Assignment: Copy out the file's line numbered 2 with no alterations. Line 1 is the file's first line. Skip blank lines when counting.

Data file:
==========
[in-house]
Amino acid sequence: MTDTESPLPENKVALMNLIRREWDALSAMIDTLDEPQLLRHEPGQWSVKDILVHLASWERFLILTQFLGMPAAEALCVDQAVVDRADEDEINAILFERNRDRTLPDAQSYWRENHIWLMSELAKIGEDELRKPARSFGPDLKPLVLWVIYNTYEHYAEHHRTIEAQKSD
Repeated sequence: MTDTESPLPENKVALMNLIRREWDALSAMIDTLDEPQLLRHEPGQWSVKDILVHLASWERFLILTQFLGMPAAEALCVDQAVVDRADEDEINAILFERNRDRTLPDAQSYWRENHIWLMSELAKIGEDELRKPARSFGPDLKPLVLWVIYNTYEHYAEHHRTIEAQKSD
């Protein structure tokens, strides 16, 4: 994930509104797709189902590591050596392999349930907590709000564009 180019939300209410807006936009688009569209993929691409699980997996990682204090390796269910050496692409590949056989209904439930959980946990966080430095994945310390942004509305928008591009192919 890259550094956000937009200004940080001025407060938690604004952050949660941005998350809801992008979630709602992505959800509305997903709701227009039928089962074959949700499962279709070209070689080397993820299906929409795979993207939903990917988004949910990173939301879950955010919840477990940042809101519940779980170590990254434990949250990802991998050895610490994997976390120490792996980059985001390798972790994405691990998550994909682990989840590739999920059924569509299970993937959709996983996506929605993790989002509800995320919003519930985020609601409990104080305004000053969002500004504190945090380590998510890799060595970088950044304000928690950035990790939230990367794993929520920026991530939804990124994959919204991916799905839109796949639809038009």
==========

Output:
Amino acid sequence: MTDTESPLPENKVALMNLIRREWDALSAMIDTLDEPQLLRHEPGQWSVKDILVHLASWERFLILTQFLGMPAAEALCVDQAVVDRADEDEINAILFERNRDRTLPDAQSYWRENHIWLMSELAKIGEDELRKPARSFGPDLKPLVLWVIYNTYEHYAEHHRTIEAQKSD